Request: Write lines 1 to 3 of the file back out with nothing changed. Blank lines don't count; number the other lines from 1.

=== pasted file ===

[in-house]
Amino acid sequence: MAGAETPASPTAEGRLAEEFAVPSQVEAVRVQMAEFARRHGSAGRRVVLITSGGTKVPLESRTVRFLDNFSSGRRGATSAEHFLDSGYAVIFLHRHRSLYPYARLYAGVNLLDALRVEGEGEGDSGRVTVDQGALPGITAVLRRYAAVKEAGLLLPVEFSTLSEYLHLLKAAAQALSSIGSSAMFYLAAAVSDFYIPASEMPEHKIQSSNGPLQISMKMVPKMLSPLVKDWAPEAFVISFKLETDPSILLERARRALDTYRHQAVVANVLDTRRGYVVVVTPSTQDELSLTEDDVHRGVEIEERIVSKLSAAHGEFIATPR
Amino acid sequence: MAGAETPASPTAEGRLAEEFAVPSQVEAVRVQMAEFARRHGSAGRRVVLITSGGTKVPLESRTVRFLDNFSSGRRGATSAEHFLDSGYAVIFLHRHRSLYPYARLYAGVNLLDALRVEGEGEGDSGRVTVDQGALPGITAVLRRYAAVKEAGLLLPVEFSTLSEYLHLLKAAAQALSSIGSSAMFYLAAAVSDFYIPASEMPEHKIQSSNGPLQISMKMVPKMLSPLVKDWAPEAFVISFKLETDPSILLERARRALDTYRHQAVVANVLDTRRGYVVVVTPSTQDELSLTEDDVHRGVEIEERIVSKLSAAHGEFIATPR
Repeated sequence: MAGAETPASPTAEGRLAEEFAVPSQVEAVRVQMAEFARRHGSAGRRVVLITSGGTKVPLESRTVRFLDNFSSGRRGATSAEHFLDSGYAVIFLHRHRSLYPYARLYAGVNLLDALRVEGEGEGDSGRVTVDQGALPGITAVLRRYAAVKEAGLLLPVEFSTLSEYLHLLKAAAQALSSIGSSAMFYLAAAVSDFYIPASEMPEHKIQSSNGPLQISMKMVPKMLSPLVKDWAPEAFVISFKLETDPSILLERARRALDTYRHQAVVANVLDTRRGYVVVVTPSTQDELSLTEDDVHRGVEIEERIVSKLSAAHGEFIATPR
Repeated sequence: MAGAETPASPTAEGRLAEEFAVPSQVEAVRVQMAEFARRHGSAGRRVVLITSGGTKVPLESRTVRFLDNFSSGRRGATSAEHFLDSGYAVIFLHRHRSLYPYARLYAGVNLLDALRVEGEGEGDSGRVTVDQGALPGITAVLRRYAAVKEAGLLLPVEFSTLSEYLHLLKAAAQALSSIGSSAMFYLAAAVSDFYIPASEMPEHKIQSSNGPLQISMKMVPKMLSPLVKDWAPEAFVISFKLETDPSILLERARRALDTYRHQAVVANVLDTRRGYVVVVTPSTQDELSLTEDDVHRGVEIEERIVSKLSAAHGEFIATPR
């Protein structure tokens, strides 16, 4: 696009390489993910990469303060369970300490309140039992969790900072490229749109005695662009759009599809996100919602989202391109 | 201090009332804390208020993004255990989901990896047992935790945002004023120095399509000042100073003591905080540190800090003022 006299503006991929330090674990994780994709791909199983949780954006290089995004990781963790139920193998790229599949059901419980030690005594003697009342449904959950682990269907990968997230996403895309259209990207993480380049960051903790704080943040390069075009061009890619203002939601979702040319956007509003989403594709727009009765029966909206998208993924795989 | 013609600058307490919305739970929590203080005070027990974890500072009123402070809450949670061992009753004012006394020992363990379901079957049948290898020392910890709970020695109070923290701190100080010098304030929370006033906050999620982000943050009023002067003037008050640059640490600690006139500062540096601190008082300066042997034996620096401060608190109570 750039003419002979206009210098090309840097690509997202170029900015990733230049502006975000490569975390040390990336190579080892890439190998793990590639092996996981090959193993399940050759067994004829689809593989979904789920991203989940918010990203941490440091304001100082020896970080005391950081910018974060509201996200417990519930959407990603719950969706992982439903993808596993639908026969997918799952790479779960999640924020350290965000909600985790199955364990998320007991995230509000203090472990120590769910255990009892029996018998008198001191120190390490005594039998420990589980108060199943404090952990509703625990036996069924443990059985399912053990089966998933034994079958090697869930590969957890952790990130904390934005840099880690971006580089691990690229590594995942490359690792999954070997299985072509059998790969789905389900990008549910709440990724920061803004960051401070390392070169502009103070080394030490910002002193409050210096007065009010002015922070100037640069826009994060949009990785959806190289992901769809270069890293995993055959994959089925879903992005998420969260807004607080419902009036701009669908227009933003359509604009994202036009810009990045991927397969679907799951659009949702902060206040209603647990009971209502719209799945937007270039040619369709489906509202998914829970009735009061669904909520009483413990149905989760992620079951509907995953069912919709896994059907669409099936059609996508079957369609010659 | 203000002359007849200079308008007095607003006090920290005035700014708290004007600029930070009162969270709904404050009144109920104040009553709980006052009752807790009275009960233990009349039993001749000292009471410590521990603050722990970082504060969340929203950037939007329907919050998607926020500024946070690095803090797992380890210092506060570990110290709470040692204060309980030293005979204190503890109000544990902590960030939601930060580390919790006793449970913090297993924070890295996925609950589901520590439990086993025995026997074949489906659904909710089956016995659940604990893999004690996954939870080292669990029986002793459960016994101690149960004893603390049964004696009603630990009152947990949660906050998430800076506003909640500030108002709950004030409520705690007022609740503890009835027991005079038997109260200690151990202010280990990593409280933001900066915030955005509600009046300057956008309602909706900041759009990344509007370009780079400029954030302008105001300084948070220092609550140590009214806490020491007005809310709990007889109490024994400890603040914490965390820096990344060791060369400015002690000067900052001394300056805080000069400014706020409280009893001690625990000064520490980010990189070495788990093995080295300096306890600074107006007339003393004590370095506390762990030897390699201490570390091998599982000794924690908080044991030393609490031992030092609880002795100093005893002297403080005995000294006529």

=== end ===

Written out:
[in-house]
Amino acid sequence: MAGAETPASPTAEGRLAEEFAVPSQVEAVRVQMAEFARRHGSAGRRVVLITSGGTKVPLESRTVRFLDNFSSGRRGATSAEHFLDSGYAVIFLHRHRSLYPYARLYAGVNLLDALRVEGEGEGDSGRVTVDQGALPGITAVLRRYAAVKEAGLLLPVEFSTLSEYLHLLKAAAQALSSIGSSAMFYLAAAVSDFYIPASEMPEHKIQSSNGPLQISMKMVPKMLSPLVKDWAPEAFVISFKLETDPSILLERARRALDTYRHQAVVANVLDTRRGYVVVVTPSTQDELSLTEDDVHRGVEIEERIVSKLSAAHGEFIATPR
Amino acid sequence: MAGAETPASPTAEGRLAEEFAVPSQVEAVRVQMAEFARRHGSAGRRVVLITSGGTKVPLESRTVRFLDNFSSGRRGATSAEHFLDSGYAVIFLHRHRSLYPYARLYAGVNLLDALRVEGEGEGDSGRVTVDQGALPGITAVLRRYAAVKEAGLLLPVEFSTLSEYLHLLKAAAQALSSIGSSAMFYLAAAVSDFYIPASEMPEHKIQSSNGPLQISMKMVPKMLSPLVKDWAPEAFVISFKLETDPSILLERARRALDTYRHQAVVANVLDTRRGYVVVVTPSTQDELSLTEDDVHRGVEIEERIVSKLSAAHGEFIATPR